I recently read an article in Loan Officer Magazine, written by Karen Deis, that made me laugh out loud. Karen is the Founder of Loan Officer Training, Publisher of Loan Officer Magazine and Mortgage Currentcy.com, and she is a mortgage and real estate industry veteran and expert.
I recently had the opportunity to meet her and I can attest she’s a lovely lady as well. With her permission, I’ve republished her article below:
What is the most stupid condition
you’ve gotten from an underwriter on a mortgage file?
By: Karen Deis, LoanOfficerTraining.com
Well, I asked that question on Facebook and here are 24 of them that will make you laugh your guts out (or cry because it’s so sad what the borrowers have to go through go get a loan approved these days).
I was shocked by the number of posts I received:
- Underwriter wanted “high school transcripts.” (even though out of school for several years)
- Underwriter would not allow escrow for scraping and painting condition on appraisal. It’s Michigan in January and underwriter was in Arizona.
- Underwriter wanted proof that borrower was no longer under house arrest.
- The 1003 showed they had a 1-year old child. Underwriter wanted a Letter of Explanation explaining why the child was not listed as a dependent on the previous year’s tax return. Then when the letter was written saying that the child was born after the tax return was filed, the underwriter wanted a copy of the birth certificate.
- Underwriter wanted the death certificate of a borrower’s husband and a Letter of Explanation as to why her social security benefits were reduced.
- Underwriter wanted a letter from a bank teller confirming that she was the one who helped the “gift donor” purchase cashiers’ checks for the gift funds.
- I had a teacher who taught at a Catholic High School and the underwriter wanted a letter to prove that the school was part of the local Catholic school system.
- Letter of Explanation from a single dad who had custody of his child, that he did not have to pay child support. (Never saw a condition that a single mom had to write such a letter.)
- The VA Appraiser wanted a “red colored” room repainted a neutral color.
- Borrower wrote a check for $167 to Kroger’s for groceries. The underwriter wanted us to verify that they did not have a loan with Kroger’s.
- Underwriter made a comment they wanted an updated appraisal, even though it was not expired. Said that it must be old because in the picture the trees in the background were still green. They were evergreen trees.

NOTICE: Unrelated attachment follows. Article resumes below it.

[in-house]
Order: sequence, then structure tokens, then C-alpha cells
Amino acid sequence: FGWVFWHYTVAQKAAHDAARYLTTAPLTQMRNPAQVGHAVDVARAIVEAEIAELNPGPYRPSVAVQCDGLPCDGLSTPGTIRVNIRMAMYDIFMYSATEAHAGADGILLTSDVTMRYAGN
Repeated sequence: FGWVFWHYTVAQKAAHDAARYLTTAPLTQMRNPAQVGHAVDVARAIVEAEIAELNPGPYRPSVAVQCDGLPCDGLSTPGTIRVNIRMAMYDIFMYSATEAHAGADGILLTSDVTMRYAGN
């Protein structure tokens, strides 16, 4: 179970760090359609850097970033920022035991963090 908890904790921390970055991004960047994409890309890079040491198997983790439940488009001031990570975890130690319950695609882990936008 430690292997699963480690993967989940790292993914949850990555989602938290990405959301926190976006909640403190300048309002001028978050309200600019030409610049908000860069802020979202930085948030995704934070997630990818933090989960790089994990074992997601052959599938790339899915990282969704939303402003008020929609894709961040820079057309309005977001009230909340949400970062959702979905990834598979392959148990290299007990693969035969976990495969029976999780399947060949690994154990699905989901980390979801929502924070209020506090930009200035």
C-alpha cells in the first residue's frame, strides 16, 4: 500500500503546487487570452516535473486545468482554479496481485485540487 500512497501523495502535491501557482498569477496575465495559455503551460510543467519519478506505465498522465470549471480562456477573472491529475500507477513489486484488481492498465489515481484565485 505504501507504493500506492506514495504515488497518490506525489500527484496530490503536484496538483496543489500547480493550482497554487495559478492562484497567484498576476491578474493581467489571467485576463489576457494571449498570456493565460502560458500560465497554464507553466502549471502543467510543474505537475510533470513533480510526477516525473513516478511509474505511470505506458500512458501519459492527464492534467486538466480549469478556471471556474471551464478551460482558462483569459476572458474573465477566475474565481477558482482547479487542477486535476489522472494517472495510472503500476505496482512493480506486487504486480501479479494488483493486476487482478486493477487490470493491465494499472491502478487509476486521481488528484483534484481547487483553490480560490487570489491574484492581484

- A source of funds letter for a $12 deposit.
- Letter of Explanation from a borrower as to why she changed her name after she got married.
- Proof that a borrower does not own a home they sold 10 years ago. It’s hard to prove something you don’t own.
- Borrower’s mailing address is a PO Box. Underwriter wanted a letter from USPS that they actually own a 10” post office box and that it’s their primary address.
- Letter of Explanation as to why a borrower who works for Microsoft (or any major company) works in a different location than the address listed on the paycheck stub.
- The underwriter asked for an updated bank statement (which is normal). The borrower wrote a letter explaining the dollar amount he had in the bank.
- I called HUD to ask them a RESPA question and the guy at HUD asked me to explain what RESPA was.
- Letter of Explanation from a doctor that the borrower has been healed and his illness will not come back.
- Letter of Explanation on a $6 deposit from a borrower who made $10K per month.
- VA loan. Borrower was a hooker and declared her income on income tax returns. Had to get affidavits from her “regulars” that they were her clients.
- A photo of a “Radon Test.”
- Borrower’s occupation was a “homemaker.” Underwriter wanted a Verification of Employment form completed by the employer.
- Borrower deposited $235 in checking account from garage sale money. Underwriter wanted copy of an ad proving she had a garage sale.
Warren Goldberg is President of Mortgage Wealth Advisors, a Certified Mortgage Planning Specialist®, and a published author. His interviews include Blog-Talk Radio, Newsday, and the Long Island Herald. Since 1992, he’s been sharing his financial knowledge and wealth-building strategies, including how to properly use your mortgage as a financial tool. His clients regularly express their trust and appreciation by recommending friends and family call when in need of mortgage, real estate, and financial guidance.